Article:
The construction industry has many uncertainties and it is risky by its nature. Some of the factors usually carrying risks are the size and complexity of the project, location, design change, uncertainty of the ground condition and familiarity with type of the work. Some of the risks have significant effect on the projectsâ€™ targets such as cost, time and quality. The major role of the project management is the management of risk towards the successful completion of the project.
To mention some of the risks associated to the road construction are inflation, design problem, delayed decisions, unexpected ground condition. It is not difficult to anticipate the typical and common risks of the project based on the previous experience, but their likely hood and impact hard to predict with any precision. Hence it is necessary to identify the source of the risks and analyze it for every project since it is specific to the projects. It is also useful to group risks according to simple measures of probability and likely impact.
The effect of the risk on the project can be minimized as appropriate risk management is applied for every project based on the information from risk analysis. This process include the identification of source of the risk, analysis of their impacts to the project target and then the adoption of the appropriate response to reduce and control the significant risks.
Risk analysis can be qualitative and quantitative. Mostly the result of the qualitative analysis lead to quantitative analysis. The objective of the qualitative risk analysis is to compile a list of the main risk sources and the description of their likely consequences, perhaps including a first approximation of their potential effect on estimate of cost and time.
However, if risks eventuate on a major construction contract, the cost in time or money can be significant to any of the parties involved. If the employer is unable to give possession of site when required, it will be exposed to claims for extension of time and compensation. The same applies if there are changes to the design during construction. The engineer and contractor also face the possibility of significant losses or damage to their reputation if they do not recognise and manage the risks that might impact upon them.
Evaluating the probability of a risk occurring and its potential impact are an essential part of risk analysis. The probability of a risk event happening can be described as not at all likely through to extremely likely. Various steps between these two extremes can be assigned numerical values. The potential impact of a risk event can be classified in the same way. These values can be used to create a matrix that presents risks in an order of priority.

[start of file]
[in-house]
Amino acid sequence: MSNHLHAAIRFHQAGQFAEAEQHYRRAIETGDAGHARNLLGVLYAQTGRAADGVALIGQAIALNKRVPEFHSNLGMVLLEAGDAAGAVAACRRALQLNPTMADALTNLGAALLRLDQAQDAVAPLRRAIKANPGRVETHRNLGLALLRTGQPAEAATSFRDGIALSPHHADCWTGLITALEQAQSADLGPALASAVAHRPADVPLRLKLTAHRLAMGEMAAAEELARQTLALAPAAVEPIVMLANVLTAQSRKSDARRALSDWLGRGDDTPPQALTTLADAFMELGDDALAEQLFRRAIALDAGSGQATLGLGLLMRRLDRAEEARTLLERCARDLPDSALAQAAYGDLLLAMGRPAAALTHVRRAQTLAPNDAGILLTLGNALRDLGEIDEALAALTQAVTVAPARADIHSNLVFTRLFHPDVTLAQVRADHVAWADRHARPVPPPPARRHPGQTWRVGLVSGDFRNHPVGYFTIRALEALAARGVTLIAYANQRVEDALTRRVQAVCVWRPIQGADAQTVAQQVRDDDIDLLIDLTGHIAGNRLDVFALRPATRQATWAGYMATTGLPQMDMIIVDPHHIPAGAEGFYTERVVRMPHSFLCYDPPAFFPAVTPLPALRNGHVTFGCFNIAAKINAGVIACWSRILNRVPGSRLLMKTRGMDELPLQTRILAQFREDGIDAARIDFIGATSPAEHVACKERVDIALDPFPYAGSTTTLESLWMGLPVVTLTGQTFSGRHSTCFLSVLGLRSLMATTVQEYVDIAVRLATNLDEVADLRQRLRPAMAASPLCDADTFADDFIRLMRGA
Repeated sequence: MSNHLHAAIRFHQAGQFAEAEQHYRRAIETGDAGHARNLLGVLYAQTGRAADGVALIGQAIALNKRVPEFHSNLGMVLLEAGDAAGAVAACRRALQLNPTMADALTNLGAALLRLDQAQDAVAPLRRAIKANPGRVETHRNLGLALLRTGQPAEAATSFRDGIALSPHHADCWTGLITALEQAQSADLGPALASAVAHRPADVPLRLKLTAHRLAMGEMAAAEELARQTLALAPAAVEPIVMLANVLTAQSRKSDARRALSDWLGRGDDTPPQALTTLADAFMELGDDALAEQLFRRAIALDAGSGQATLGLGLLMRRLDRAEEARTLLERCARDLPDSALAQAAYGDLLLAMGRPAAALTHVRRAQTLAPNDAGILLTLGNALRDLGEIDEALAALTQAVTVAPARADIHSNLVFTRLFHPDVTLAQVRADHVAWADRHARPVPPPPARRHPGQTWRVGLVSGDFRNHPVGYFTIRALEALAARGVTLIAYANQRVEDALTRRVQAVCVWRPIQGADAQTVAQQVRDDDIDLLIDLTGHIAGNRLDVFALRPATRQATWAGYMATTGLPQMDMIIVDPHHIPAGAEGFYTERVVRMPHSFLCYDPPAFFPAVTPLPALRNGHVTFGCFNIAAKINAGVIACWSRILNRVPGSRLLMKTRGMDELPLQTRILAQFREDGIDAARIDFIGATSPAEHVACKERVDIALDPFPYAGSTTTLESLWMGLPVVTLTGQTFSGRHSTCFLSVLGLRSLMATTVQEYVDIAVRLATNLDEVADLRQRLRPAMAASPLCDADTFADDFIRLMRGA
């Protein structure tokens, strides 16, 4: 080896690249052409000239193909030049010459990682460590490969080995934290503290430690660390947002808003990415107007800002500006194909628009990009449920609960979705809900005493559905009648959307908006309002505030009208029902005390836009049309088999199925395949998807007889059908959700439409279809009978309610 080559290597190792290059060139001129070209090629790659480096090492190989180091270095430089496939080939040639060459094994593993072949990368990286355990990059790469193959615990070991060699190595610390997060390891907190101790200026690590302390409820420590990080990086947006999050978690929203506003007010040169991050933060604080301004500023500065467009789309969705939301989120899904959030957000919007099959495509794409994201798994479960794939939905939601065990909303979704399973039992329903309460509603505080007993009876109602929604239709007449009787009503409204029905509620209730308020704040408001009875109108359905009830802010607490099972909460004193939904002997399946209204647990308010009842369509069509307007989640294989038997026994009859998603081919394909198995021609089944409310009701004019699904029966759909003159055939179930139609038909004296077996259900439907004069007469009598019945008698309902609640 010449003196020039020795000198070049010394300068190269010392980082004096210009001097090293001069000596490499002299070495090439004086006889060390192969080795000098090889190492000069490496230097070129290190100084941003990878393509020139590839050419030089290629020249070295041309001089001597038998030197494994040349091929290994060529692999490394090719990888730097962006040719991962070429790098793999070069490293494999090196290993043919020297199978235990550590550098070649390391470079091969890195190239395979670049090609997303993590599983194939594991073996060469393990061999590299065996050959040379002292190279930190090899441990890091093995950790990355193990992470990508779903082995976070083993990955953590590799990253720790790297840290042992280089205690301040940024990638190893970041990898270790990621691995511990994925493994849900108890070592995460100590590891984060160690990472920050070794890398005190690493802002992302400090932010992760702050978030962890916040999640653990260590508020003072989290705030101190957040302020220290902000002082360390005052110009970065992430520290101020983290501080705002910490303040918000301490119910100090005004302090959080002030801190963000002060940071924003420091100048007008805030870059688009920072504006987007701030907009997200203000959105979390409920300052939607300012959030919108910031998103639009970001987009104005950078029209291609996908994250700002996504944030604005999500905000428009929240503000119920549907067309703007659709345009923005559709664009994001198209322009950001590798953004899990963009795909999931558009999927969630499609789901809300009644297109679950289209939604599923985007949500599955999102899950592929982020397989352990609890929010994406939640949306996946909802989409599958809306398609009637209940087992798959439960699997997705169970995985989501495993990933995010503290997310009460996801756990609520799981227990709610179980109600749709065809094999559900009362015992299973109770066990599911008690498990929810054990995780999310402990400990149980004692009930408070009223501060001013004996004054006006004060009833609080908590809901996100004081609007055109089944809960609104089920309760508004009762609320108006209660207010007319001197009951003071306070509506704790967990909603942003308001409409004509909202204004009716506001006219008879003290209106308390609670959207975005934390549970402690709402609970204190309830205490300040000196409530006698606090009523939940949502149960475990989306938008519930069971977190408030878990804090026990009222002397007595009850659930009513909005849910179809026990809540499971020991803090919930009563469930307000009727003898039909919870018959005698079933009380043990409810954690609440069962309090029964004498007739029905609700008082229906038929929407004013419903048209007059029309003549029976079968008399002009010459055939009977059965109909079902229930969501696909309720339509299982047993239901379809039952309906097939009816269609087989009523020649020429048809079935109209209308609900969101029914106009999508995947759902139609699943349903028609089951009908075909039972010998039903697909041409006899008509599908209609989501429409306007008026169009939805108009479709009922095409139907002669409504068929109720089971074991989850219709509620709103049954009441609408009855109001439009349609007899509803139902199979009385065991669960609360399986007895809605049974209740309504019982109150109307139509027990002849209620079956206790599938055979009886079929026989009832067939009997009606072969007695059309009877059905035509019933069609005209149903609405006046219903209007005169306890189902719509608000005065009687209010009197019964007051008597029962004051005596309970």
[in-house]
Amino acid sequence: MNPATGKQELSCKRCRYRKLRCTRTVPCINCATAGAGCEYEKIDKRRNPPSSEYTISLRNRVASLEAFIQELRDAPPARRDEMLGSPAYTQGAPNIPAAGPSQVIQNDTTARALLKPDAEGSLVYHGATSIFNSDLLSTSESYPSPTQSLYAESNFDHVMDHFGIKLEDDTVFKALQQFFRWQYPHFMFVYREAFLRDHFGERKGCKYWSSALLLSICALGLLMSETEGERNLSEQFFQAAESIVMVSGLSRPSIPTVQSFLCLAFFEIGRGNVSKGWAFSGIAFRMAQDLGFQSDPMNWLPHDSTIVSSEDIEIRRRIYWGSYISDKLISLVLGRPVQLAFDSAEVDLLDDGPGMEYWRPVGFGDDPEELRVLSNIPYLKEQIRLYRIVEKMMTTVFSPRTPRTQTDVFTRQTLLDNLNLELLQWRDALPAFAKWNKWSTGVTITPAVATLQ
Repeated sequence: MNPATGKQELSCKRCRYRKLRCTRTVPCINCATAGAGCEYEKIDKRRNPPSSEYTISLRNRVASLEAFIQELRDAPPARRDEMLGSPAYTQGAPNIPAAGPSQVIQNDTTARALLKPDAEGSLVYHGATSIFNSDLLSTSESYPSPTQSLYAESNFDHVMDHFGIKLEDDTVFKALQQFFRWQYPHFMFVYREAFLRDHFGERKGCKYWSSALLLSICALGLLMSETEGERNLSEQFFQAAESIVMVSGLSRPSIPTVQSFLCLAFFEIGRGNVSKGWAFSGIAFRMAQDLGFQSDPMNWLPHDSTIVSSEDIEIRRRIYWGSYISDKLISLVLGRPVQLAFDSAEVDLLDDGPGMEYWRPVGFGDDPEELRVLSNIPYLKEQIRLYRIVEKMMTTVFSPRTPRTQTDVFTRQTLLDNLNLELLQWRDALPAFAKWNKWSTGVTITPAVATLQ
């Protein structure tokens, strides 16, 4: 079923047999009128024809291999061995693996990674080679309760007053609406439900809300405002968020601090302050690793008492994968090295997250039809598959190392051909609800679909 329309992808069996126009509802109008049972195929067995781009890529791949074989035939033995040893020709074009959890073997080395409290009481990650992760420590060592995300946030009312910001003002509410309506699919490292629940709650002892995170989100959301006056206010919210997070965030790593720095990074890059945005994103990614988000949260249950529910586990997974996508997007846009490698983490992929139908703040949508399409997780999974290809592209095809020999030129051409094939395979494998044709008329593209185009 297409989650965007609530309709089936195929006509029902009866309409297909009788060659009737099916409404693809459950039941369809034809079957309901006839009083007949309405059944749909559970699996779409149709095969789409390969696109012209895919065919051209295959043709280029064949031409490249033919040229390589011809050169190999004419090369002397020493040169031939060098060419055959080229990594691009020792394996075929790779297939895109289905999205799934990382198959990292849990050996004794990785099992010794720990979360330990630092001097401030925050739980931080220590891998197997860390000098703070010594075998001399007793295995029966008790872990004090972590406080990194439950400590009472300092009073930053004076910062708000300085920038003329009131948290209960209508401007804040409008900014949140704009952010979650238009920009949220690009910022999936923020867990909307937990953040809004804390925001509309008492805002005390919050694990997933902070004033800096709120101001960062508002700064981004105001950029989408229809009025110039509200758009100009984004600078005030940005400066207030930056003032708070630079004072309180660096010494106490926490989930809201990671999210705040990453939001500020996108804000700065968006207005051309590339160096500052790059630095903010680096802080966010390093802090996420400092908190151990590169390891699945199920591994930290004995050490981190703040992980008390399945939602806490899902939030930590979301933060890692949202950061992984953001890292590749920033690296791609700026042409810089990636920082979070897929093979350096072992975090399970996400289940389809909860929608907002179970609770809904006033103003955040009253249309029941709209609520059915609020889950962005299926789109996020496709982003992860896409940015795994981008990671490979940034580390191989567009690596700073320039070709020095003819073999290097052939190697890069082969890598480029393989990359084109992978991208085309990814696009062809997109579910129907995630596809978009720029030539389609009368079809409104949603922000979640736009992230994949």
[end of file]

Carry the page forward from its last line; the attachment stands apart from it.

Various project documents and reports should also be made available to the monitoring process. These would include variation orders as they change the scope and thus the exposure to risks; quality control reports as they are indicative of whether the specified quality objectives are being met and how much rework and corrective action is being carried out; performance and progress reports show problems that arise and progress against the programme; and payment certificates record cash flow against anticipated expenditure as well as revealing areas of over expenditure.
There has been an increase in research on risk management practice in the construction industry. However, little research has been conducted to systematically investigate the overall aspects of risk management on the perspectives of various project participants. This paper reports the findings of an empirical Chinese industry survey on the importance of project risks, application of risk management techniques, status of the risk management system, and the barriers to risk management, which were perceived by the main project participants. The risk management strategies adopted in the Three Gorges Project were also studied. The study reveals that: Most project risks are commonly of concern to project participants; the industry has shifted from risk transfer to risk reduction; current risk management systems are inadequate to manage project risks; and lack of joint risk management mechanisms is the key barrier to adequate risk management. Future studies should be conducted to systematically improve the risk management in construction by different approaches that facilitate equitable sharing of rewards through effective risk management among participants. Such studies should also consider the establishment of an open communication risk management process to permit the corporate experience of all participants, as well as their personal knowledge and judgment, to be effectively utilized.